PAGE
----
From the Blog

: Now more than ever, technology buzzwords such as AI or artificial intelligence, machine learning, deep learning, Internet of Things (IoT) and Industry 4.0, are drawing the interest of several industries for specific applications, or to solve specific problems.

Recently Pleora Technologies exhibited at CRAV.ai (Collaborative Robots, Advanced Vision & AI Show) and instantly acknowledged that the conference attendees included a variety of participants in a vast range of industries such as agriculture, manufacturing, and animal welfare – all looking to solve problems specific to their line of business, through quality inspection systems using machine learning and AI. Knowing there is an abundance of AI technologies, each aiming to solve complex technical problems, excitement thrusts forward the interest of many manufacturers looking to improve their machine vision systems and move into the next phase of robotics.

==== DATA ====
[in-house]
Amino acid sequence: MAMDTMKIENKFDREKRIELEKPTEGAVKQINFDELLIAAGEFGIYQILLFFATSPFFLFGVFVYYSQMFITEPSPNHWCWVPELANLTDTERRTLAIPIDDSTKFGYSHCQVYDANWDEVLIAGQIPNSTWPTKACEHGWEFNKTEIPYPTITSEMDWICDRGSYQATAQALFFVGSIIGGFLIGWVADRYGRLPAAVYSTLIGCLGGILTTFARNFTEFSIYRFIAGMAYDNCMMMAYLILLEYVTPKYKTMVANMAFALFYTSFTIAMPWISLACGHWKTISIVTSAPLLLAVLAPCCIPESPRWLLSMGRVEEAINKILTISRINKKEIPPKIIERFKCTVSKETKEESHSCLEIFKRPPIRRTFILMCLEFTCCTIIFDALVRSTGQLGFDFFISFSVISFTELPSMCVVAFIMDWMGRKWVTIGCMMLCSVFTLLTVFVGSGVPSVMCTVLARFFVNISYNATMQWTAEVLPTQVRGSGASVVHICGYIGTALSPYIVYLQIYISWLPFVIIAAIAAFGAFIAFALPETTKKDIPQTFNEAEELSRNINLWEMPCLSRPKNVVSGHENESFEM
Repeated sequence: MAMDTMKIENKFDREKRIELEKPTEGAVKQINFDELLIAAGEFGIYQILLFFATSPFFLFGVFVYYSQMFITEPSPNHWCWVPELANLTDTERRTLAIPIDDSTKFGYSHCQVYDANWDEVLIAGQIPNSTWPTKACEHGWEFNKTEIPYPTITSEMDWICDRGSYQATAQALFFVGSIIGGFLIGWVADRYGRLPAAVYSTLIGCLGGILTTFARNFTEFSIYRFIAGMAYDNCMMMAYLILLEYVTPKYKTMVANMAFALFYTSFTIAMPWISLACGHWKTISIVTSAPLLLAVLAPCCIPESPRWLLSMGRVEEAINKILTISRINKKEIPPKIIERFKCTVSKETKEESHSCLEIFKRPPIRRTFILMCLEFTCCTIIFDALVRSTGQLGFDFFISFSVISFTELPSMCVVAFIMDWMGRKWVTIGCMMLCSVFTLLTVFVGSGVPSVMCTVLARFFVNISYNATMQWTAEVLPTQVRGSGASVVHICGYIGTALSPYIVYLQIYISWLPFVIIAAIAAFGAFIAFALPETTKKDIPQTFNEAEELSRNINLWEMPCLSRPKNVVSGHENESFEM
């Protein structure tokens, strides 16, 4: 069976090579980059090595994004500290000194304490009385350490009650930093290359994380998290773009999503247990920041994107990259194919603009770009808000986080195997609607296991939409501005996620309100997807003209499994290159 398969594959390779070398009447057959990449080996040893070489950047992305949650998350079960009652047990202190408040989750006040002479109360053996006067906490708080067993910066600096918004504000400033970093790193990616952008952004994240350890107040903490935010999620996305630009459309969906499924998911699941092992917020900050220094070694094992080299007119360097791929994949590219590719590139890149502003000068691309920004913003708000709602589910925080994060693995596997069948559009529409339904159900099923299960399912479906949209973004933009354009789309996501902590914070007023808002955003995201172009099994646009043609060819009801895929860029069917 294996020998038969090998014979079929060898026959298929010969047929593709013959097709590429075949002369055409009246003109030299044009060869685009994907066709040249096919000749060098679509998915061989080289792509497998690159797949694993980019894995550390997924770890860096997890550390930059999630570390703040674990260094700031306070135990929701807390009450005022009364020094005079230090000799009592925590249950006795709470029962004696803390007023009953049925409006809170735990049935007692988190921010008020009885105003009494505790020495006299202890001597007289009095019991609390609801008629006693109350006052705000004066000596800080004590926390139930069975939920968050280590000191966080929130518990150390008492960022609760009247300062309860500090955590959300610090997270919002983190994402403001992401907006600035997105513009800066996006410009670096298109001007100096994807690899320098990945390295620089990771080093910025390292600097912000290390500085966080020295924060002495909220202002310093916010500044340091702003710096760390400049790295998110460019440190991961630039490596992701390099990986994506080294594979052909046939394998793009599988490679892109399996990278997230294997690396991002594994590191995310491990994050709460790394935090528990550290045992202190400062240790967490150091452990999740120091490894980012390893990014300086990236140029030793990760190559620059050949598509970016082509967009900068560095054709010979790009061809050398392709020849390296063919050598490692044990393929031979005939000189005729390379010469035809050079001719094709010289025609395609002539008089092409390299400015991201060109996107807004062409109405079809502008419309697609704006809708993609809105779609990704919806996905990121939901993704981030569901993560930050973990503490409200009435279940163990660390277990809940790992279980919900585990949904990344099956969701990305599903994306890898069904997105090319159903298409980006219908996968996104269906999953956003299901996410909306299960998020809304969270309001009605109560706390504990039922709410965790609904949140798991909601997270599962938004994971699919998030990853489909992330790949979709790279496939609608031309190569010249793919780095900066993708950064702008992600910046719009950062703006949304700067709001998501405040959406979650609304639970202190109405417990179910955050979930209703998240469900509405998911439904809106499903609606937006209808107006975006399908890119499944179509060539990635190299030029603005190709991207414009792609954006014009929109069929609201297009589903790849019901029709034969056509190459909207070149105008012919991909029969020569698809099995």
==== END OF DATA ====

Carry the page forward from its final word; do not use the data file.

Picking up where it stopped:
However the challenge many face is twofold; there is a general lack of awareness in how AI systems interface with existing equipment in a quality inspection setting and a misconception that the customer will be responsible for integrating the AI algorithms. Market data highlights the importance of these AI inspection applications, yet many companies still need to define their approach in how to augment inspection systems with AI and sensor networking while working towards their projected needs for Industry 4.0. In addition, system integrators have been focused on lowering operational costs, addressing bandwidth requirements and designing with scalability in mind. Now, they will also be required to face additional challenges with no real ‘standard’ for how best to deploy AI and algorithm training.

 

The common question remains, what is the best solution to deploy AI within existing machine vision infrastructures? By evolving to a high definition inspection system, manufacturers towards networked embedded architecture, where smart devices make a decision and send data on to other devices and local or cloud-based processing. Local decision-making will significantly reduce the amount of data to be transmitted back to a central processor, therefore allowing the system to share real-time, high-bandwidth data, while developing a more efficient, IoT ready, scalable system. This processing technique allows for a simplified method to integrating the basics of artificial intelligence within an existing traditional inspection system while developing networking protocols for device and sensor communication, via GigE vision and OPCUA.